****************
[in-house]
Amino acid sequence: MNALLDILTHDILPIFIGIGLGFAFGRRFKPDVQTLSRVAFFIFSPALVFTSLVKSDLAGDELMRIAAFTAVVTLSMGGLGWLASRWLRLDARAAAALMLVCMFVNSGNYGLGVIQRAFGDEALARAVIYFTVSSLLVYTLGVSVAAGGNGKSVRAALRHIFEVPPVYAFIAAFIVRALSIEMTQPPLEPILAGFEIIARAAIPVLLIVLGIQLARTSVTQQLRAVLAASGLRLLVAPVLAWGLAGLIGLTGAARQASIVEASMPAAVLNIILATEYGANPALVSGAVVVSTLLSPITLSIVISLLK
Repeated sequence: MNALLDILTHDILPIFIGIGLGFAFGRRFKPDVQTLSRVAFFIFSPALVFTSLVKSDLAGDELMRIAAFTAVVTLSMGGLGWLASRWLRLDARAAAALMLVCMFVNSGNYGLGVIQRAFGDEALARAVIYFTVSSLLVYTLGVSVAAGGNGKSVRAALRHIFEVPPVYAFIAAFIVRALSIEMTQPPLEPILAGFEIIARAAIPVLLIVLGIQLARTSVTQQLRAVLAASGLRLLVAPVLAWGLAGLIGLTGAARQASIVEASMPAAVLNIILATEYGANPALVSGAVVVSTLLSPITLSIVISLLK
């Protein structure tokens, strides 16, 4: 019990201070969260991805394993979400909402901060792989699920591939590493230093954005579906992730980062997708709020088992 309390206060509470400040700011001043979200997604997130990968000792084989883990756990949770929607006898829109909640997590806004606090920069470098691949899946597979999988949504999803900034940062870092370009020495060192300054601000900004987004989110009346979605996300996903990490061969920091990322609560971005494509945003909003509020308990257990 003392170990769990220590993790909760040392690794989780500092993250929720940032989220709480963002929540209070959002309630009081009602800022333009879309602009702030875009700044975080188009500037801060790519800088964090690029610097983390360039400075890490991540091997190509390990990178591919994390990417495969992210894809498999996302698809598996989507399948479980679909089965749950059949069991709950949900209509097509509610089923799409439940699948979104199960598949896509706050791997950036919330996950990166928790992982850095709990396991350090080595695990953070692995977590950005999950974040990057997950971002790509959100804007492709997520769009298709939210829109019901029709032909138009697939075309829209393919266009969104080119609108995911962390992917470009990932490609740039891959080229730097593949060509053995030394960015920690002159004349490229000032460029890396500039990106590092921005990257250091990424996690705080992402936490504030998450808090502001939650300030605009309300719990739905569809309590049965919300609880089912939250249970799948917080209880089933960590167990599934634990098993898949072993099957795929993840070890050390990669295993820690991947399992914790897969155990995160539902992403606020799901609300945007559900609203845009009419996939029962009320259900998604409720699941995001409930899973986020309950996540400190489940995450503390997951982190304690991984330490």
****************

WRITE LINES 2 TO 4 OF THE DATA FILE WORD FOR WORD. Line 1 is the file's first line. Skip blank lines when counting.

Amino acid sequence: MNALLDILTHDILPIFIGIGLGFAFGRRFKPDVQTLSRVAFFIFSPALVFTSLVKSDLAGDELMRIAAFTAVVTLSMGGLGWLASRWLRLDARAAAALMLVCMFVNSGNYGLGVIQRAFGDEALARAVIYFTVSSLLVYTLGVSVAAGGNGKSVRAALRHIFEVPPVYAFIAAFIVRALSIEMTQPPLEPILAGFEIIARAAIPVLLIVLGIQLARTSVTQQLRAVLAASGLRLLVAPVLAWGLAGLIGLTGAARQASIVEASMPAAVLNIILATEYGANPALVSGAVVVSTLLSPITLSIVISLLK
Repeated sequence: MNALLDILTHDILPIFIGIGLGFAFGRRFKPDVQTLSRVAFFIFSPALVFTSLVKSDLAGDELMRIAAFTAVVTLSMGGLGWLASRWLRLDARAAAALMLVCMFVNSGNYGLGVIQRAFGDEALARAVIYFTVSSLLVYTLGVSVAAGGNGKSVRAALRHIFEVPPVYAFIAAFIVRALSIEMTQPPLEPILAGFEIIARAAIPVLLIVLGIQLARTSVTQQLRAVLAASGLRLLVAPVLAWGLAGLIGLTGAARQASIVEASMPAAVLNIILATEYGANPALVSGAVVVSTLLSPITLSIVISLLK
């Protein structure tokens, strides 16, 4: 019990201070969260991805394993979400909402901060792989699920591939590493230093954005579906992730980062997708709020088992 309390206060509470400040700011001043979200997604997130990968000792084989883990756990949770929607006898829109909640997590806004606090920069470098691949899946597979999988949504999803900034940062870092370009020495060192300054601000900004987004989110009346979605996300996903990490061969920091990322609560971005494509945003909003509020308990257990 003392170990769990220590993790909760040392690794989780500092993250929720940032989220709480963002929540209070959002309630009081009602800022333009879309602009702030875009700044975080188009500037801060790519800088964090690029610097983390360039400075890490991540091997190509390990990178591919994390990417495969992210894809498999996302698809598996989507399948479980679909089965749950059949069991709950949900209509097509509610089923799409439940699948979104199960598949896509706050791997950036919330996950990166928790992982850095709990396991350090080595695990953070692995977590950005999950974040990057997950971002790509959100804007492709997520769009298709939210829109019901029709032909138009697939075309829209393919266009969104080119609108995911962390992917470009990932490609740039891959080229730097593949060509053995030394960015920690002159004349490229000032460029890396500039990106590092921005990257250091990424996690705080992402936490504030998450808090502001939650300030605009309300719990739905569809309590049965919300609880089912939250249970799948917080209880089933960590167990599934634990098993898949072993099957795929993840070890050390990669295993820690991947399992914790897969155990995160539902992403606020799901609300945007559900609203845009009419996939029962009320259900998604409720699941995001409930899973986020309950996540400190489940995450503390997951982190304690991984330490």